Wednesday, December 15, 2010

Boat Trailer for ‘Sharpy’

Seen from above

Side View

Road dirt on wheel

Gavin Atkin is well-known for his small boat designs. I met him several years ago at one of the Beale Boat Shows.


Recently I was looking at postings by the UK Homebuilt Boat Rally Yahoo Group, and I came across an offer from Gavin for a free boat trailer. Being an opportunist, I emailed him in the hope that the trailer would be suitable for ‘Sharpy’. She’s the lightweight, one man keel boat I am building. He suggested that I might like to look at his trailer, but before doing so, he would send me a photo and give me measurements, etc.. Then, as he had to visit a friend in Chelmsford, he offered to drop the trailer off at my place, which would not require him to deviate far from his original planned route.


What could I say? A free trailer, plus free delivery was mine for grabs. As good as his word, he turned up one evening with the freebie. As far as I was concerned, his good deed put to rest the acronym TANSTAAFL, which stands for, ‘There ain’t no such thing as a free lunch!’


Now that I have the trailer, I’ll need to take a few measurements for working out how to build a support cradle for ‘Sharpy’, so that she will not be subjected to unfair loading when being transported on the trailer. Ideally I would want her to remain on it whenever she is not being sailed. If the lifting keel can stay in the boat, that will make the job of preparing her for sailing so much easier. In fact, all I’ll have to do is attach the trailer to my car, and off I go. Her spars and sail would also be kept on the trailer. That would be far better than having to take the boat out of a storage rack in the garage, get her onto my car and put her keel parts in the boot. I would also need to remember to take the pair of wheels that would be used for getting the boat to the water’s edge.


Derek Munnion, the designer and builder of his own ‘Sharpy’, carries his boat on an adapted roof rack, which has a long roller that extends over the boot of his car. This makes it comparatively easy for him to push his boat upwards and forwards onto the roof rack, and of course, he does not have the hassle of finding a parking place for a road trailer. There are pros and cons for transporting the boat on a roof rack, but I would prefer a trailer, mainly for ease of handling. Hopefully, I’ll be able to adapt the trailer to satisfy my needs.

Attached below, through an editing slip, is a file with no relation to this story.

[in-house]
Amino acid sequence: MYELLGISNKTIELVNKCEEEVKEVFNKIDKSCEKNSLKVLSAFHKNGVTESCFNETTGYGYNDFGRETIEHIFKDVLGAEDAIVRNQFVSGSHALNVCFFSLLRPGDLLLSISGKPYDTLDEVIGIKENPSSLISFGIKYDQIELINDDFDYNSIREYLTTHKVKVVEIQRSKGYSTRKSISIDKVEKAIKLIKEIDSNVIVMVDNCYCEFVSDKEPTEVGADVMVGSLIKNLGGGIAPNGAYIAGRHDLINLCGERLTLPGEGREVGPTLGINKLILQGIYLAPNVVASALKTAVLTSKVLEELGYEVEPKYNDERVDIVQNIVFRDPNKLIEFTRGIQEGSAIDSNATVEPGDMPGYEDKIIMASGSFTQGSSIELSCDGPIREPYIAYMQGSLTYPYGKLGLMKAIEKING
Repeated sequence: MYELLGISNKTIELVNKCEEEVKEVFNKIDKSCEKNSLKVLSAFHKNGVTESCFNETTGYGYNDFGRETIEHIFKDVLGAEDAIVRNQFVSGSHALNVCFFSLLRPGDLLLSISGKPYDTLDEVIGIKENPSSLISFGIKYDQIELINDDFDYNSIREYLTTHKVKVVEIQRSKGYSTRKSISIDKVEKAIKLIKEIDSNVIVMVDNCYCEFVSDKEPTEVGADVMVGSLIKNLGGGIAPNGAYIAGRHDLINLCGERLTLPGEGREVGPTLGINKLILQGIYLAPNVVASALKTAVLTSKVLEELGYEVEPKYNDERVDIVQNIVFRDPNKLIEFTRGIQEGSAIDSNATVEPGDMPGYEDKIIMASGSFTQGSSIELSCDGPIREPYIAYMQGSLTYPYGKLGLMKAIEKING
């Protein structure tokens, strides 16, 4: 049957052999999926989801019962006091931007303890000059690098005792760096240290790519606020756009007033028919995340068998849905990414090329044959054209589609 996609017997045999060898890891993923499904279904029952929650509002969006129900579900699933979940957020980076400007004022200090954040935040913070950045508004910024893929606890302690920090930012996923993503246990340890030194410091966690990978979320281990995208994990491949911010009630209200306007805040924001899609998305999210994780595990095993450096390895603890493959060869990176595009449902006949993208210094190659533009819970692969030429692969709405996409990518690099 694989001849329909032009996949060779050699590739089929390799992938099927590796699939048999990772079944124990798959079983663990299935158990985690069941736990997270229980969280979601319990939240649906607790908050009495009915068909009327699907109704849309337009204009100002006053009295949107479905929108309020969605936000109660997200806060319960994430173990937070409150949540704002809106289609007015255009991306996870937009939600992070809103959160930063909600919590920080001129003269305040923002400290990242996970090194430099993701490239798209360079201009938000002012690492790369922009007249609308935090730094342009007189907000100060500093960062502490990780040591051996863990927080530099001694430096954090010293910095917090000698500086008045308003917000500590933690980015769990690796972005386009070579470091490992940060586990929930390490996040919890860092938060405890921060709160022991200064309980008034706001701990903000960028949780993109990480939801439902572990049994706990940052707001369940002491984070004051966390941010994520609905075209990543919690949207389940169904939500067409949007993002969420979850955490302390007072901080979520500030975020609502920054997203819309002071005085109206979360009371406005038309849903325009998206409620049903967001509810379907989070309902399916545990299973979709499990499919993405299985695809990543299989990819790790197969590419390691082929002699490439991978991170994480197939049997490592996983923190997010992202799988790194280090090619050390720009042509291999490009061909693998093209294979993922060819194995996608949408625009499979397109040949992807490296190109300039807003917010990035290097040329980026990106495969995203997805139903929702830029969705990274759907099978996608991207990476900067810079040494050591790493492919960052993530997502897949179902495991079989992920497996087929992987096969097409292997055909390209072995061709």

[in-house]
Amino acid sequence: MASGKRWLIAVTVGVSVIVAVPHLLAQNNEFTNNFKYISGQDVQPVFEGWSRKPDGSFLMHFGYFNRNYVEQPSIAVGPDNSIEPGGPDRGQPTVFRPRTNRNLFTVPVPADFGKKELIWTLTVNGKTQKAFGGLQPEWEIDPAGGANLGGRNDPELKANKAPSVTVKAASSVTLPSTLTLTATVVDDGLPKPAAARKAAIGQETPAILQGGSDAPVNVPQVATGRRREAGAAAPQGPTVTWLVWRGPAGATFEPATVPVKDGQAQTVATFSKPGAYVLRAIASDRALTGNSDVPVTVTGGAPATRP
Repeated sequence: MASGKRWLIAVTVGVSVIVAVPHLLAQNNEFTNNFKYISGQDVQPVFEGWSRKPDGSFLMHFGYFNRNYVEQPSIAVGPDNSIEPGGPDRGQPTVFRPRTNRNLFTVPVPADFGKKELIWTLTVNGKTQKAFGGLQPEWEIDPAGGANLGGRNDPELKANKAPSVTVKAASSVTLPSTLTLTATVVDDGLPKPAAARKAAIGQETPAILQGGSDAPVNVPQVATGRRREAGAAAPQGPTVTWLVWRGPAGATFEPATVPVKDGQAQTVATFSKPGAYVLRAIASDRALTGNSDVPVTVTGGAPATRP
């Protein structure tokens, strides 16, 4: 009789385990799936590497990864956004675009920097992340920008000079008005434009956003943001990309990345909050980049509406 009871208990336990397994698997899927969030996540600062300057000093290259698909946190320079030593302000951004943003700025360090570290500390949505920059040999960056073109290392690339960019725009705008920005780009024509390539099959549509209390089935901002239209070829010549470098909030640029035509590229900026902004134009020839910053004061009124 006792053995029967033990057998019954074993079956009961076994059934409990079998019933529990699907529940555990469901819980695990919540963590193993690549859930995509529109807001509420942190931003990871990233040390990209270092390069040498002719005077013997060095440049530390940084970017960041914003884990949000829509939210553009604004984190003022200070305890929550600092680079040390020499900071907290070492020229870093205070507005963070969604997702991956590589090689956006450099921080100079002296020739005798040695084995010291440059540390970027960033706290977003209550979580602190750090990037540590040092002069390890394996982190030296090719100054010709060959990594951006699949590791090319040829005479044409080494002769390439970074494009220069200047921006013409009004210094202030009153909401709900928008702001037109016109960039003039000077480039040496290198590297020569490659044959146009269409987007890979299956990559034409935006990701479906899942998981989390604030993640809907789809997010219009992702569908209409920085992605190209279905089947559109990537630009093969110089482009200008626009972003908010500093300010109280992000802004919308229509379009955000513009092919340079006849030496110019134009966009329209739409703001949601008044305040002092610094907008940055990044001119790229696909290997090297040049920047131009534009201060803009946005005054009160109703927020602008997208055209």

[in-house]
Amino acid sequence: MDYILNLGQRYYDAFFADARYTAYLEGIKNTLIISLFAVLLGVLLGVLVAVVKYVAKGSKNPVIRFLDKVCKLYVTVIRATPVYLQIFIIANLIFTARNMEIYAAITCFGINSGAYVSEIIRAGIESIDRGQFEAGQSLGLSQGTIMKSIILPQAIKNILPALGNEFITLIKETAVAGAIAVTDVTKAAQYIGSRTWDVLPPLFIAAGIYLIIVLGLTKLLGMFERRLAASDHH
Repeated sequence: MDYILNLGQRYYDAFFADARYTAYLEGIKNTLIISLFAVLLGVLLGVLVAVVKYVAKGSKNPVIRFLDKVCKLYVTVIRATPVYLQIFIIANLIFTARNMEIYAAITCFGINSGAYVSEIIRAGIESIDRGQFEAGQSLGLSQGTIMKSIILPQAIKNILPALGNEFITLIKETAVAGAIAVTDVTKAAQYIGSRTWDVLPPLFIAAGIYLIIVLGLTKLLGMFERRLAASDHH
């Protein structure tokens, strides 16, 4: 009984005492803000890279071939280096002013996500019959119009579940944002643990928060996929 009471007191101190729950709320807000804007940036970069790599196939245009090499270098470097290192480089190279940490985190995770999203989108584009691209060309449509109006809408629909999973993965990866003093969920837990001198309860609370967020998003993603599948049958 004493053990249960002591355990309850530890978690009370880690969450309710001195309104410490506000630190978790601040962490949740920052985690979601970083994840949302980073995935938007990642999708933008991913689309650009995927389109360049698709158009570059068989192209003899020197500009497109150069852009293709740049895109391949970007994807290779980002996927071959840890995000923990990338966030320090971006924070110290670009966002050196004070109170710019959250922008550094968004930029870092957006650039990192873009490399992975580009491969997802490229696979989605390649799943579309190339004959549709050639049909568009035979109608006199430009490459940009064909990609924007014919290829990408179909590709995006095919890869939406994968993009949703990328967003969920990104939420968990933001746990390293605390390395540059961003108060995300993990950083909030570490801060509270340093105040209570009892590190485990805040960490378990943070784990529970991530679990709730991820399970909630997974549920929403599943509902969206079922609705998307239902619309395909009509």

Thank you, Gavin.


Links


Gavin Atkin’s Boat Designs

http://www.duckworksbbs.com/plans/gavin/index.htm


In the Boatshed (Gavin’s online boating magazine)

http://intheboatshed.net/


Gavin’s Free Boat Design Resources

http://home.clara.net/gmatkin/design.htm


Gavin Atkin’s Homepage

http://home.clara.net/gmatkin/homepage.htm


Gavin Atkin - Medical Writer

http://gavinatkin.wordpress.com/


Gavin at Linkedin

http://uk.linkedin.com/in/gavinatkin


UK Homebuilt Boat Rally Yahoo Group!

http://uk.groups.yahoo.com/group/uk-hbbr/


TANSTAAFL

http://bills-log.blogspot.com/2008/01/tanstaafl.html

4 comments:

Odessa Coldiron said...

The good thing of having a small boat is that you wouldn't have to spend much on its trailer. You can even build your own and it doesn't actually require its own brakes. Using your car’s breaks will be just fine.

Odessa Coldiron

Delena Millener said...

And it is also very easy to take to places. You wouldn't need a bigger vehicle to pull it. Any type of car would be appropriate for a small trailer.

Delena Millener

William Serjeant said...

Odessa and Delena,

Thanks for the comments.

The trailer worked well and cost me nothing, thanks to Gavin.

Cheers,
Bill.

Austin Hawkins said...

Getting a free trailer and having it delivered to your home is definitely awesome! At the very least, all you have to worry about is if Sharpy will fit in it. And from the looks of things, it seems that this trailer is easy to maintain, because its tires have no side bearings to worry about.

Austin Hawkins @ Champion Trailers